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Anti-obesity and anti-hyperglycemic effects of cinnamaldehyde via altered ghrelin secretion and functional impact on food intake and gastric emptying.

Camacho S, Michlig S, de Senarclens-Bezençon C, Meylan J, Meystre J, Pezzoli M, Markram H, le Coutre J - Sci Rep (2015)

Bottom Line: Cinnamon extract is associated to different health benefits but the active ingredients or pathways are unknown.After receiving a single-dose of CIN, mice significantly reduce cumulative food intake and gastric emptying rates.Taken together, the results confirm anti-hyperglycemic and anti-obesity effects of CIN opening a new approach to investigate how certain spice derived compounds regulate endogenous ghrelin release for therapeutic intervention.

View Article: PubMed Central - PubMed

Affiliation: 1] Nestlé Research Center, Vers-chez-les-Blanc, Lausanne, Switzerland [2] Brain Mind Institute, Ecole Polytechnique Fédérale de Lausanne, Lausanne, Switzerland.

ABSTRACT
Cinnamon extract is associated to different health benefits but the active ingredients or pathways are unknown. Cinnamaldehyde (CIN) imparts the characteristic flavor to cinnamon and is known to be the main agonist of transient receptor potential-ankyrin receptor 1 (TRPA1). Here, expression of TRPA1 in epithelial mouse stomach cells is described. After receiving a single-dose of CIN, mice significantly reduce cumulative food intake and gastric emptying rates. Co-localization of TRPA1 and ghrelin in enteroendocrine cells of the duodenum is observed both in vivo and in the MGN3-1 cell line, a ghrelin secreting cell model, where incubation with CIN up-regulates expression of TRPA1 and Insulin receptor genes. Ghrelin secreted in the culture medium was quantified following CIN stimulation and we observe that octanoyl and total ghrelin are significantly lower than in control conditions. Additionally, obese mice fed for five weeks with CIN-containing diet significantly reduce their cumulative body weight gain and improve glucose tolerance without detectable modification of insulin secretion. Finally, in adipose tissue up-regulation of genes related to fatty acid oxidation was observed. Taken together, the results confirm anti-hyperglycemic and anti-obesity effects of CIN opening a new approach to investigate how certain spice derived compounds regulate endogenous ghrelin release for therapeutic intervention.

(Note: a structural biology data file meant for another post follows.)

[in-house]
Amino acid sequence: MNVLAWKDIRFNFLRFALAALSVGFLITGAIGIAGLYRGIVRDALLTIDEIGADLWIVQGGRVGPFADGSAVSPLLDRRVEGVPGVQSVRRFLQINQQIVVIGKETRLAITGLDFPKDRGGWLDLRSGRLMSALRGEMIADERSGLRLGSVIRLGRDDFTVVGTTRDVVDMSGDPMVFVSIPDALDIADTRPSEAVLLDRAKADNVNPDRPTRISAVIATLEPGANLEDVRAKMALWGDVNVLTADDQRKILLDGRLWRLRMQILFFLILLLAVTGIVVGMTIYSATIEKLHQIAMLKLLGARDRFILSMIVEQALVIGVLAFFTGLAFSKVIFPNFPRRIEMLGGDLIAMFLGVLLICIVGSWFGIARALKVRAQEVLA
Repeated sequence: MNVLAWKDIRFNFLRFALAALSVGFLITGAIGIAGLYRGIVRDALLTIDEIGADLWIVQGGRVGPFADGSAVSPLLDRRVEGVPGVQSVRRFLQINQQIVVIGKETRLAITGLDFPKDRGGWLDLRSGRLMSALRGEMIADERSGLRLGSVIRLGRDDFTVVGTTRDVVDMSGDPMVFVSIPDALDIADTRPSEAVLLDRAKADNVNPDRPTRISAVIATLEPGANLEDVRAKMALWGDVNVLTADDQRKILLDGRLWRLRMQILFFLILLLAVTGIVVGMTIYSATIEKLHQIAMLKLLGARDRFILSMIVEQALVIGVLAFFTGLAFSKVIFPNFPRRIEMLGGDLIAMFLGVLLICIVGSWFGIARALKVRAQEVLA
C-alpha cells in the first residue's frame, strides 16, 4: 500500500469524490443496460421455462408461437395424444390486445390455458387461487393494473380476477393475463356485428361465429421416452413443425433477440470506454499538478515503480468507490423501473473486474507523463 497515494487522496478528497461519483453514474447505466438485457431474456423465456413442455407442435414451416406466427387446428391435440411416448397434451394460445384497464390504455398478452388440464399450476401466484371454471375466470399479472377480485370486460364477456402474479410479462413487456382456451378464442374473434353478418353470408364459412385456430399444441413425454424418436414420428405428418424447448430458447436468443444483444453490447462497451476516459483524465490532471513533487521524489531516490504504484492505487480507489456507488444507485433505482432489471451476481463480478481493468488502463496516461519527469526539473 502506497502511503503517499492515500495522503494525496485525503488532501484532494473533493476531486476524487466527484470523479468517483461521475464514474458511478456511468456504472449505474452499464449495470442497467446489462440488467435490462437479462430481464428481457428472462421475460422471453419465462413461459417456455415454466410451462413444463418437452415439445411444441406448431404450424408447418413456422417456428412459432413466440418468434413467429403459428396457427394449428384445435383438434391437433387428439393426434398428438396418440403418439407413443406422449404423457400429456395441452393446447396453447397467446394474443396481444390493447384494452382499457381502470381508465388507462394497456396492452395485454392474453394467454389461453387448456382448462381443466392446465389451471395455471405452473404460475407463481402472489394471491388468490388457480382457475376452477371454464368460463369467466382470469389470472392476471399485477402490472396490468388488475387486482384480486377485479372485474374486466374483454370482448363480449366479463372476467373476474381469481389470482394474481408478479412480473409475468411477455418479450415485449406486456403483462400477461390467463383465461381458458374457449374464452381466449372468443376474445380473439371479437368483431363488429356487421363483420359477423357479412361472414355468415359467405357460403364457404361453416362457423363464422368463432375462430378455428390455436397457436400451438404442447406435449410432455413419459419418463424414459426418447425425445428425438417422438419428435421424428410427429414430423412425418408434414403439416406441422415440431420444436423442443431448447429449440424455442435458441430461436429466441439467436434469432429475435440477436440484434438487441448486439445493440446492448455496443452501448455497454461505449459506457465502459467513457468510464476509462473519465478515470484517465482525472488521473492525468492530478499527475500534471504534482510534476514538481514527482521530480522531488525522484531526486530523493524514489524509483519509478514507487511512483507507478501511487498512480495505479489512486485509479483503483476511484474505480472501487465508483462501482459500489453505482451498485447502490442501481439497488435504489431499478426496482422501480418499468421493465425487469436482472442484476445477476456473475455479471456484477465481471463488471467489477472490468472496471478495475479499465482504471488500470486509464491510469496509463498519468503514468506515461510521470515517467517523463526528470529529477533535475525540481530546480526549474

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Related in: MedlinePlus

Effect of chronic intake of 0.2% CIN included in the diet of obese mice on daily food intake and body weight gain.0.2% of CIN was included in the high fat diet of DIO mice for a period of 5 weeks and body weight gain and food intake was measured daily. We did not observe any effect on food intake, whereas a significant effect on cumulative body weight gain was observed from day 24. (*, p<0.05; n = 33; error bars: SEM).
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f7: Effect of chronic intake of 0.2% CIN included in the diet of obese mice on daily food intake and body weight gain.0.2% of CIN was included in the high fat diet of DIO mice for a period of 5 weeks and body weight gain and food intake was measured daily. We did not observe any effect on food intake, whereas a significant effect on cumulative body weight gain was observed from day 24. (*, p<0.05; n = 33; error bars: SEM).

Mentions: To better understand the effect of CIN administrated in a chronic manner during 5 weeks, daily FI and BW were measured in DIO-mice fed with high fat food (60% of calories coming from fat) containing 0.2% of CIN. Contrary to the acute treatment, daily food intake was not affected by CIN (Fig. 7B) but surprisingly CIN had a significant impact reducing cumulative body weight gain starting at day 24 of treatment (Fig. 7A).